United States District Court, D. Arizona
HONORABLE RANER C. COLLINS, UNITED SLATES DISTRICT JUDGE
before the Court is Defendant Smith's Food and Drug
Centers, Inc. d/b/a Fry's Food Stores motion for summary
judgment. Doc. 88 For the following reasons, this Court shall
grant the motion as to the retaliation claims for both the
State of Arizona and Sarah Cook. The Court will also grant
Defendant's motion for summary judgment as to Cook's
100% healed policy claim but deny the motion for
Arizona's 100% healed policy claim. Lastly, the Court
will deny Defendant's motion as to Cook's and
Arizona's disability discrimination claims.
judgment is appropriate where the moving party demonstrates
that there is no genuine dispute as to any material fact and
that it is entitled to judgment as a matter of law.
Fed.R.Civ.P. 56. A material fact is one that might affect the
outcome of the suit under the governing law. Anderson v.
Liberty Lobby, Inc., 477 U.S. 242, 248 (1986). A factual
issue is genuine if “the evidence is such that a
reasonable jury could return a verdict for the nonmoving
party.” Id. The facts are “viewed in the
light most favorable to the nonmoving party only if there is
a genuine dispute as to those facts.” Scott v.
Harris, 550 U.S. 372, 380 (2007).
Fry's is a grocery chain that has locations throughout
Arizona. Doc. 89 ¶ 1. Plaintiff Sarah A. Cook began her
employment with Fry's in November 1997. Doc. 91 ¶ 1.
She worked as a pharmacy technician from 1999 until she was
terminated in April 2016. Id. at ¶¶ 1, 18,
and 129. A pharmacy technician performs duties at three
stations: a product-dispensing station, a release-to-patient
station, and a data entry/drop-off station. Doc. 89
¶¶ 7-29. During a shift, the pharmacy technician
rotates through these three stations. Id. Defendant
claims that each station requires a significant amount of
standing and walking. Id. The job description lists
physical demands separately from general duties. Doc. 93
February 2015, Cook fell and injured her left knee. Doc. 91
¶ 2. Cook sought treatment from her primary care
physician and orthopedic specialists. Id. at ¶
3-4. Cook was ultimately diagnosed with degenerative
osteoarthritis, patellar degeneration, and internal
derangement of the left knee. Id. at ¶ 16. The
conditions limited her ability to stand for long periods of
time, walk long distances, kneel, and squat. Id. at
March 2015, Cook received a medical leave of absence due to
her knee injury. Doc. 89 ¶ 30. In April 2015, Cook
submitted a Progress Report of Disability completed by Dr.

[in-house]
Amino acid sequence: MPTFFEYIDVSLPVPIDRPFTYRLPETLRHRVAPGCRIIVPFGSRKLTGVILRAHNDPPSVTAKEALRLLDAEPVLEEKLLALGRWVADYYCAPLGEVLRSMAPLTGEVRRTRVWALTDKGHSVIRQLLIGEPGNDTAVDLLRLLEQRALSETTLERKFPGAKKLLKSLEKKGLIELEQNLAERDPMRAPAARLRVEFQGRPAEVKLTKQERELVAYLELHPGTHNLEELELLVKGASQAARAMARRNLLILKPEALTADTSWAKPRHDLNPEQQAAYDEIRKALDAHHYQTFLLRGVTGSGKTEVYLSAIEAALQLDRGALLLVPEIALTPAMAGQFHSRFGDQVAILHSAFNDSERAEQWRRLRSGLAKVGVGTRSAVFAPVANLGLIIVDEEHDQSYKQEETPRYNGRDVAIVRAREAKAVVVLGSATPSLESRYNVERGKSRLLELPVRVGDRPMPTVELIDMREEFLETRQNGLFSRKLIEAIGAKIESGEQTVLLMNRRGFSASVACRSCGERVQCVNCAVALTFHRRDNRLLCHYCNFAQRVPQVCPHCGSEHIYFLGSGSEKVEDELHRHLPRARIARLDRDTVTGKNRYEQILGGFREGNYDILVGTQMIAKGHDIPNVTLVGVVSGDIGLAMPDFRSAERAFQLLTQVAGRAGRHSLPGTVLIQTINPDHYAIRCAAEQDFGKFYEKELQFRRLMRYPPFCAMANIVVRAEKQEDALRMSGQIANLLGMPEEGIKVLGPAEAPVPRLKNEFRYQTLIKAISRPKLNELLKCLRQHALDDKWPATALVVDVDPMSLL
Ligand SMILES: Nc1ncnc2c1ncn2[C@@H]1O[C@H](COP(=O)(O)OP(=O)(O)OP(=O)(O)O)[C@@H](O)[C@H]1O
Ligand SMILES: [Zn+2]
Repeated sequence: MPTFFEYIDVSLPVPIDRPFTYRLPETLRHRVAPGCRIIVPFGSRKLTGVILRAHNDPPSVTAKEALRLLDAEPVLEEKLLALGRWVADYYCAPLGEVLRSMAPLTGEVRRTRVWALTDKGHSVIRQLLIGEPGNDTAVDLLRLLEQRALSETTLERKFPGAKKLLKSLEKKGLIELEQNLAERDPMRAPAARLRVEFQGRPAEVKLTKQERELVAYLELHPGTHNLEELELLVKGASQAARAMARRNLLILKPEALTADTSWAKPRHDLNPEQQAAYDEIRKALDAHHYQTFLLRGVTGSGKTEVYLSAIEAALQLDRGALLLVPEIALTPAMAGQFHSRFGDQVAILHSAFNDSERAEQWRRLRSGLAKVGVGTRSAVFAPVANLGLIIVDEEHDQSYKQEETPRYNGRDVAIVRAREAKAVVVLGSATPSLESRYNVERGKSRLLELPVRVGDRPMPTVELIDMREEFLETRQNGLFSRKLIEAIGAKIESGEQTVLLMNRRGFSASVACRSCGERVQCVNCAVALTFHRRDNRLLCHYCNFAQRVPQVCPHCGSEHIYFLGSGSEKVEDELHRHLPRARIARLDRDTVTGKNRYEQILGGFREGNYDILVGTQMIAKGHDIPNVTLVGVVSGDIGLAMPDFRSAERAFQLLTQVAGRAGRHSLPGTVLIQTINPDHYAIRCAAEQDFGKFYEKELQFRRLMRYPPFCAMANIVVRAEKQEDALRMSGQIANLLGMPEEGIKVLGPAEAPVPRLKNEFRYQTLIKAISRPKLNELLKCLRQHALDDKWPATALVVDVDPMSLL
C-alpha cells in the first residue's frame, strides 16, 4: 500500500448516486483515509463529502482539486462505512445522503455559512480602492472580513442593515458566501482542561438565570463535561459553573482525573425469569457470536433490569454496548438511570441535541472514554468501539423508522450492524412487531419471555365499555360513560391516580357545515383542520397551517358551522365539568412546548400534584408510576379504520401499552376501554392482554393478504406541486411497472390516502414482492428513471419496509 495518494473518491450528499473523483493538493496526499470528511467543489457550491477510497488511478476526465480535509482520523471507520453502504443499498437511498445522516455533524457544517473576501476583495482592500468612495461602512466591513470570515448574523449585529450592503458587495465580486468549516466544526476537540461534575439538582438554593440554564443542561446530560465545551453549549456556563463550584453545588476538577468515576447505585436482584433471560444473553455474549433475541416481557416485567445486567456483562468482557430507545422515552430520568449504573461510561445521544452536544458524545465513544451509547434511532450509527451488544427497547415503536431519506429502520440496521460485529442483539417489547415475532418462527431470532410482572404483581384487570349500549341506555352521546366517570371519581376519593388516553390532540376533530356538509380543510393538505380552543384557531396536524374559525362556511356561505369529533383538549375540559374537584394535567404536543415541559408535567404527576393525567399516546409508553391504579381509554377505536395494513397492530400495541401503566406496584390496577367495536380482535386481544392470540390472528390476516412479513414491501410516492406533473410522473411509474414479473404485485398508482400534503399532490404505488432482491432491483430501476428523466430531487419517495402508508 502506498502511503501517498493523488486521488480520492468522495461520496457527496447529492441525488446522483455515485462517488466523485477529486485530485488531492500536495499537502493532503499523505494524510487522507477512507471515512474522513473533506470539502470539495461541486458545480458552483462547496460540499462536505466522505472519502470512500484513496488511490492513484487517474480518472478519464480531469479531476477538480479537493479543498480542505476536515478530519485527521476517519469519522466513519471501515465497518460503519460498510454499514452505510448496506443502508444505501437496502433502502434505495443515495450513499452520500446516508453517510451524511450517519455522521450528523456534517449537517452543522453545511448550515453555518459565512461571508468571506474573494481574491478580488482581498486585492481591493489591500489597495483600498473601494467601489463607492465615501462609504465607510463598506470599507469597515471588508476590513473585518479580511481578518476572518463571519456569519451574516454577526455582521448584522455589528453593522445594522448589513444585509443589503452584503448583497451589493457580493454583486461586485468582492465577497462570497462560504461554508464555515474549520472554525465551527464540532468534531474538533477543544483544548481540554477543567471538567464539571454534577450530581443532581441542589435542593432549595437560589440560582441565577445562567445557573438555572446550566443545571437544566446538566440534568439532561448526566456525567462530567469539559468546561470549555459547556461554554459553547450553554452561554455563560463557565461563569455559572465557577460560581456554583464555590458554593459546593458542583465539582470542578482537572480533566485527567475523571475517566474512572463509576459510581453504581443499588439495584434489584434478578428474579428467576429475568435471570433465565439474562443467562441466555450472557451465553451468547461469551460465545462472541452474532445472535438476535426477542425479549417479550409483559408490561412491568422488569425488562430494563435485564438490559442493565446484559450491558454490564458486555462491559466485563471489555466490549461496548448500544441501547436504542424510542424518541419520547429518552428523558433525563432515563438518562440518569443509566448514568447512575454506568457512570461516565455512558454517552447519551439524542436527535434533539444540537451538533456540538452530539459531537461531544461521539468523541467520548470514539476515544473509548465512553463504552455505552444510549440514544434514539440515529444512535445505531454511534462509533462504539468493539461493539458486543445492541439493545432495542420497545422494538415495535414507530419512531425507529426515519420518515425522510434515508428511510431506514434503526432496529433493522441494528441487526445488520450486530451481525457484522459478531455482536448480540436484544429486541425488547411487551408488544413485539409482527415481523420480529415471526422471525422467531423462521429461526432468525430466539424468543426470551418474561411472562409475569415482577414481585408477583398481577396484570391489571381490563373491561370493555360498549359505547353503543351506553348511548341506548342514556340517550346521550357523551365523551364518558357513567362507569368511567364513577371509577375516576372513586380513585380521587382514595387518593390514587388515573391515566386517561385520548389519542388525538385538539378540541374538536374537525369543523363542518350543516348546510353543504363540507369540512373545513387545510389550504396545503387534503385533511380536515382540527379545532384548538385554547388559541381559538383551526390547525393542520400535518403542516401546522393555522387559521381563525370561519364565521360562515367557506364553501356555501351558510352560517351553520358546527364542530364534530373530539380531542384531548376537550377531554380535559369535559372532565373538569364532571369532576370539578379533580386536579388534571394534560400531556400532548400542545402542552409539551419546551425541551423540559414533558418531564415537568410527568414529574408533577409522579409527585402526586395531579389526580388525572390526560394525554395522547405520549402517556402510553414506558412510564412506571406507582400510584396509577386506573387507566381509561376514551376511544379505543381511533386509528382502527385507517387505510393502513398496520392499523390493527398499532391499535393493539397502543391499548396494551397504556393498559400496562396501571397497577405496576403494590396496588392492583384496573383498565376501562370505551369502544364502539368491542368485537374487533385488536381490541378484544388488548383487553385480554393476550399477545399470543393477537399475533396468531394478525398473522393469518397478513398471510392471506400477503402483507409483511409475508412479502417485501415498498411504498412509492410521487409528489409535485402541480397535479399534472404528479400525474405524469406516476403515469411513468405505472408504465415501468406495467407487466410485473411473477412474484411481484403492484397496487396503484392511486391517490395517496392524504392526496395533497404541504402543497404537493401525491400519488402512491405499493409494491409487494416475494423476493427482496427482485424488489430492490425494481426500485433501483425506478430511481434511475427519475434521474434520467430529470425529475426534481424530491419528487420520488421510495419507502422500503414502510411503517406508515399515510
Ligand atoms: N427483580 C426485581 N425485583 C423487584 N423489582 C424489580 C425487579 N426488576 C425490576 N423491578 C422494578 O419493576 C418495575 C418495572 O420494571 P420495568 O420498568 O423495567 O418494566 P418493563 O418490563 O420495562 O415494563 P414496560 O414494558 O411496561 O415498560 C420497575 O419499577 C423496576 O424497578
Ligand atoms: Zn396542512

Noonan. Doc. 91 ¶ 20. Dr. Noonan diagnosed Cook with
“internal derangement of the left knee, osteoarthritis
left knee, knee impairment.” Id. In May 2015,
Cook informed Fry's that she could return to work on June
1, 2015 with the accommodations of allowing her to use a
cane, having a stool to sit on and limiting standing and
walking to fifteen minutes per hour. Id. at ¶
22. Fry's denied Cook's requested accommodation, in
part because Fry's was concerned that the stool would be
a trip hazard, and extended her unpaid leave. Id. at
¶ 37. In August 2015, Cook's union representative
sent Fry's representatives photos of stools in Fry's
pharmacies. Id. at ¶ 87. Fry's still denied
the accommodation. Id. at ¶ 93.
September 2015, Cook filed a charge of discrimination with
the Arizona Civil Rights Division (“ACRD”). Doc.
91 ¶ 105. In November 2015, the parties met at the ACRD
office for mediation. Id. at ¶ 107. Cook claims
that this was the first time that Fry's offered other
positions but Fry's disputes this. Id. at ¶
109. The parties did not reach a resolution.
January 2016, Cook modified her restrictions to the
availability of a stool, use of her cane and limiting
standing and walking to fifteen minutes on and fifteen
minutes off per hour for a total of thirty minutes off her
feet per hour. Id. at ¶114. Fry's concluded
that it could not reasonably accommodate Cook's
restrictions as a pharmacy technician after discussing
Cook's injuries with Dr. Noonan.
April 14, 2016, Fry's terminated Cook's employment.
Fry's informed Cook of its decision and invited her to
apply to other positions. The State of Arizona then filed
this action in Pima County Superior Court alleging failure to
accommodate and discrimination under state law. Doc. 1. Cook
then filed a complaint in intervention alleging
discrimination and retaliation claims under the Americans
with Disabilities Act (“ADA”). Doc. 8. The case
was removed to this Court. Doc. 1. Defendant then filed this
motion for summary judgment. Doc. 88.
establish a prima facie claim for disability discrimination
claim under the ADA and Arizona Civil Rights Act
(“ACRA”), a plaintiff must “prove that
[s]he is a qualified individual with a disability who
suffered an adverse employment action because of [her]
disability. Sanders v. Arneson Products, Inc., 91
F.3d 1351, 1353 (9th Cir. 1996).
“Disability” under the ADA
defines a disability as: (a) a physical impairment that
substantially limits one or more of the major life activities
of such individual; (b) a record of such impairment; or (c)
being regarded as having such an impairment. 42 USC §
12102(2); see also Fraser v. Goodale, 342 F.3d 1032,